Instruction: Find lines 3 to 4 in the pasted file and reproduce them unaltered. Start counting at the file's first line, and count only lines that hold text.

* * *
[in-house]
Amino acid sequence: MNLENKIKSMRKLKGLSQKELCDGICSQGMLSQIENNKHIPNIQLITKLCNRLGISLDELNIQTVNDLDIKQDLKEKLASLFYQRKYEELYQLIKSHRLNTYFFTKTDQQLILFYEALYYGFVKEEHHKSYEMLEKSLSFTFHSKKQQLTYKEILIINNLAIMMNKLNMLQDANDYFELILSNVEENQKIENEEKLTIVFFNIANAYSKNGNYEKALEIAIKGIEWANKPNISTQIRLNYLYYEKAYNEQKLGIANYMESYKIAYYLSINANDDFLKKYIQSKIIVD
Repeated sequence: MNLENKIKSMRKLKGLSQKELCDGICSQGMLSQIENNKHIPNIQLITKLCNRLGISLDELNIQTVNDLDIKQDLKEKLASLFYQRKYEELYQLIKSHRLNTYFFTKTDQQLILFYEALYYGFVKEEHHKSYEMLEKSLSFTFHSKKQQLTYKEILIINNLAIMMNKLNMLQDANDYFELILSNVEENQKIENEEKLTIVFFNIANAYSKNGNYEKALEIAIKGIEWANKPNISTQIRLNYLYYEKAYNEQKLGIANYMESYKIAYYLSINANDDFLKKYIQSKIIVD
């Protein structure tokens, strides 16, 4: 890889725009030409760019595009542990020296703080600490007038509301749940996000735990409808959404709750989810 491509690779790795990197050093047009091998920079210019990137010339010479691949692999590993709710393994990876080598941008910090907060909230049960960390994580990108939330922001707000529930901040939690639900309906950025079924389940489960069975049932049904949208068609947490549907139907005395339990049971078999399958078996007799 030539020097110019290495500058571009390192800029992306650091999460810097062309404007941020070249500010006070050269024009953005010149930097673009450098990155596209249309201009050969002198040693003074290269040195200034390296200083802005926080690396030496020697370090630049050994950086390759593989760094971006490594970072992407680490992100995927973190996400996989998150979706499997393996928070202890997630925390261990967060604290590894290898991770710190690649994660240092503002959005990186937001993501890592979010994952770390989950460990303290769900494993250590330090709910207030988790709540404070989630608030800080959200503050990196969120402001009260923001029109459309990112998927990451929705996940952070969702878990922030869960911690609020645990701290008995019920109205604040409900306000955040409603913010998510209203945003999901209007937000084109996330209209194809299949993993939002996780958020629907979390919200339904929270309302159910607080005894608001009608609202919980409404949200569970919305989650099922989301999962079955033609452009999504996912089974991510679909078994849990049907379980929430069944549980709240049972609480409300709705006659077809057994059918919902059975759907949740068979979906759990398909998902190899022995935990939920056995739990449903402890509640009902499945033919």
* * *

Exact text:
Repeated sequence: MNLENKIKSMRKLKGLSQKELCDGICSQGMLSQIENNKHIPNIQLITKLCNRLGISLDELNIQTVNDLDIKQDLKEKLASLFYQRKYEELYQLIKSHRLNTYFFTKTDQQLILFYEALYYGFVKEEHHKSYEMLEKSLSFTFHSKKQQLTYKEILIINNLAIMMNKLNMLQDANDYFELILSNVEENQKIENEEKLTIVFFNIANAYSKNGNYEKALEIAIKGIEWANKPNISTQIRLNYLYYEKAYNEQKLGIANYMESYKIAYYLSINANDDFLKKYIQSKIIVD
């Protein structure tokens, strides 16, 4: 890889725009030409760019595009542990020296703080600490007038509301749940996000735990409808959404709750989810 491509690779790795990197050093047009091998920079210019990137010339010479691949692999590993709710393994990876080598941008910090907060909230049960960390994580990108939330922001707000529930901040939690639900309906950025079924389940489960069975049932049904949208068609947490549907139907005395339990049971078999399958078996007799 030539020097110019290495500058571009390192800029992306650091999460810097062309404007941020070249500010006070050269024009953005010149930097673009450098990155596209249309201009050969002198040693003074290269040195200034390296200083802005926080690396030496020697370090630049050994950086390759593989760094971006490594970072992407680490992100995927973190996400996989998150979706499997393996928070202890997630925390261990967060604290590894290898991770710190690649994660240092503002959005990186937001993501890592979010994952770390989950460990303290769900494993250590330090709910207030988790709540404070989630608030800080959200503050990196969120402001009260923001029109459309990112998927990451929705996940952070969702878990922030869960911690609020645990701290008995019920109205604040409900306000955040409603913010998510209203945003999901209007937000084109996330209209194809299949993993939002996780958020629907979390919200339904929270309302159910607080005894608001009608609202919980409404949200569970919305989650099922989301999962079955033609452009999504996912089974991510679909078994849990049907379980929430069944549980709240049972609480409300709705006659077809057994059918919902059975759907949740068979979906759990398909998902190899022995935990939920056995739990449903402890509640009902499945033919």